I hope I can remember these when it’s my turn!! I’m so afraid I’d be the wallflower type and fail at connecting with the audience.

    • Janice Hardy Mar 14 2014 at 2:59 pm #

      And now that you’re aware, you’ll take steps to speak up 🙂 I’ve found taking the pre-panel minutes to chat with the people right in front of me helps ease the nervousness some. You’ve already broken the ice.

  5. K Mar 14 2014 at 11:06 am #

    I don’t go to book festivals a lot except the annual Boston Book Festival. The types of books that I do buy depends on whether or not the book itself has a good premise, good writing, etc. The author having a good personality has nothing to do it. A lot of great authors have lousy personalities yet I enjoy their writing. This article was an interesting read though. I will try my best to be engaging if I ever get the privilege to be a guest at a festival or conference.

    • Janice Hardy Mar 14 2014 at 3:02 pm #

      Same here, and I don’t mean to imply that this is the only reason why people buy books. It’s just another tool an author has to market their work. We all have our favorites and we’ll buy what books sound good, but I’ve purchased books based on personalities and I’ve stopped reading authors based on their personalities. But not everyone will feel that way.

  6. Tess Mar 14 2014 at 7:15 pm #

    I’ve been to Comic Con and the Tucson Book Festival, and I’ve seen mostly great panels at both. I did buy Rainbow Rowell’s books after seeing her at Comic Con, as well as Allen Zadoff’s. I still have to read Eve Silver, Ann Aguirre, Gayle Forman, and Margaret Stohl’s latest – they told really interesting stories and were fun to listen to. There is a local author here whose books I haven’t bought ever since I heard how he treats the staff who work the events he’s invited to.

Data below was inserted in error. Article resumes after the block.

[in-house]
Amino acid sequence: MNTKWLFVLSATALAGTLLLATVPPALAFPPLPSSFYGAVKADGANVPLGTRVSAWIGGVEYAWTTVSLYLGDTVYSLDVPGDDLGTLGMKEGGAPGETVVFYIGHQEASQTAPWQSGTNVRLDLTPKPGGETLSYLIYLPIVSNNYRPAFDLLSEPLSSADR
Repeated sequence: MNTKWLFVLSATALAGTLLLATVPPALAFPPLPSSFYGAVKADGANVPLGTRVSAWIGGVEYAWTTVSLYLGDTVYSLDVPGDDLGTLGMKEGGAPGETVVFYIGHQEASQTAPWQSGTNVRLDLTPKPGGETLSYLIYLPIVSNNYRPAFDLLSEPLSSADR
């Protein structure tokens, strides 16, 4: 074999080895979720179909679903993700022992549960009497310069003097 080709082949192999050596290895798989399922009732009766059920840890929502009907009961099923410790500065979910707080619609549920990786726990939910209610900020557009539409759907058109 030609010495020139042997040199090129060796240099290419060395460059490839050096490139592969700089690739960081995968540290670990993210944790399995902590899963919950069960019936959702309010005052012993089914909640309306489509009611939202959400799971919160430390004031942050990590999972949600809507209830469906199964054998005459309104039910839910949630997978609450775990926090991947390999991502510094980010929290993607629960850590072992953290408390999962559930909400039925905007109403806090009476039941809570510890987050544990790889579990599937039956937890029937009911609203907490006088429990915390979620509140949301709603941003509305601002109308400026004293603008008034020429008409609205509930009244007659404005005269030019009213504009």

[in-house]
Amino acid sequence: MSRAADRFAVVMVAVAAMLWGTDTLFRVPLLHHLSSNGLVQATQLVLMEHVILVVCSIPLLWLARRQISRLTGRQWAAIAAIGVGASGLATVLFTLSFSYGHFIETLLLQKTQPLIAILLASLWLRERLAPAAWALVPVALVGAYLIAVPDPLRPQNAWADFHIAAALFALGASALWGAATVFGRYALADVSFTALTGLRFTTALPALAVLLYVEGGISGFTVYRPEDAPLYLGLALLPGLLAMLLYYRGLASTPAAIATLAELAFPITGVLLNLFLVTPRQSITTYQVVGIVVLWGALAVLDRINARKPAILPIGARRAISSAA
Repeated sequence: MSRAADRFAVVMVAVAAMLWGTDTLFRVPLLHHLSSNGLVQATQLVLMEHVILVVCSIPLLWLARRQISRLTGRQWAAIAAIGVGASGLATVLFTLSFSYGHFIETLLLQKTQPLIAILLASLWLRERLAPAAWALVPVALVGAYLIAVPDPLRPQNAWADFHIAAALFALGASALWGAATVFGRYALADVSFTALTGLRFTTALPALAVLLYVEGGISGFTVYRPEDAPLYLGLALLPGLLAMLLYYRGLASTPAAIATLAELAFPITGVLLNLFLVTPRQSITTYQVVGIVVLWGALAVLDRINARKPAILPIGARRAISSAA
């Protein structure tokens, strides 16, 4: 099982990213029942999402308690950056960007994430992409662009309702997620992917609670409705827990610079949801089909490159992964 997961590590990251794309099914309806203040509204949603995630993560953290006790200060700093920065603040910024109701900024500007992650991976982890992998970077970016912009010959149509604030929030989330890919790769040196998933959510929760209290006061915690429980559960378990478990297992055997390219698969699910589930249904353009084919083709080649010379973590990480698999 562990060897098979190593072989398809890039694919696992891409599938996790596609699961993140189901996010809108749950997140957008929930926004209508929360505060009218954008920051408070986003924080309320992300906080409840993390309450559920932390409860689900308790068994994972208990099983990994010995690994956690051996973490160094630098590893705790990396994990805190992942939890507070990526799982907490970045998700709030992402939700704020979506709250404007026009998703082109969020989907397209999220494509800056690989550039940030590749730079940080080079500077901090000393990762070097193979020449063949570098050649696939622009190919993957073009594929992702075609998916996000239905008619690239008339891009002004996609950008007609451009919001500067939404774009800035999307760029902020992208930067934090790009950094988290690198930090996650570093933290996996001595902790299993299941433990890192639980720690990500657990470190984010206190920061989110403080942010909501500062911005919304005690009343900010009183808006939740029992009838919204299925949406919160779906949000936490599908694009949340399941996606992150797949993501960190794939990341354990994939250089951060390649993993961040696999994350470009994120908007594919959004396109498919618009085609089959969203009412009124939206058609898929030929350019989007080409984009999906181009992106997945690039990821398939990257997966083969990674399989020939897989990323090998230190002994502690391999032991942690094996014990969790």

I think smaller panels are better. Well, at least not huge ones with ten people. Since there’s limited time, if the moderator briefly names each author and her books, and then the author says something about themselves and their most recent title, and then they each answer the first real question, the session is already half over.

    • Janice Hardy Mar 19 2014 at 1:40 pm #

      A bad rep can really turn a reader off.

      I enjoy the smaller panels as well. You get more interaction and discussion in those. The larger ones are more fragmented.

  7. MeLeesa Swann Mar 14 2014 at 7:18 pm #

    Great post! I would HAVE to put you in the huge personality catagory. You were awesome at the SCBWI Southern Breeze workshop this past fall. Great lessons for future presenters and great modeling too. Look forward to seeing you again in the future!

    • Janice Hardy Mar 19 2014 at 1:41 pm #

      Aw, thanks! That was a fun workshop, glad you made it. Are you going to Springmingle this year in Atlanta?

  8. Julie Musil Mar 15 2014 at 9:18 pm #

    Great analysis, Janice! I bought one of Libba Bray’s book based on her conference appearance.

    I have to admit, I do NOT like going to these events. I hope to overcome this aversion :/

    • Janice Hardy Mar 19 2014 at 1:43 pm #

      Libba Bray is HYSTERICAL in person. I saw her do a Mad Libs version of her cover copy once and about died laughing.

      You will 🙂 Or you’ll find the right avenue to do events and still enjoy them. Panels are helpful there since you’re not the only focus.

  9. Alexa S. Mar 16 2014 at 8:41 pm #

    Yes! I’ve certainly bought books based on the way the author handles themselves or talks about their book at an event. Very often, the authors I’ve seen are engaging, funny, kind and smart — and it’s a great incentive to hear them speak so eloquently about themselves, writing, their books and whatever else.

    • Janice Hardy Mar 19 2014 at 1:44 pm #

      It can also make you predisposed to like their books, imaging their voice or personality in their characters. I have some authors who I picture whenever I read their stuff, and it makes the book more fun.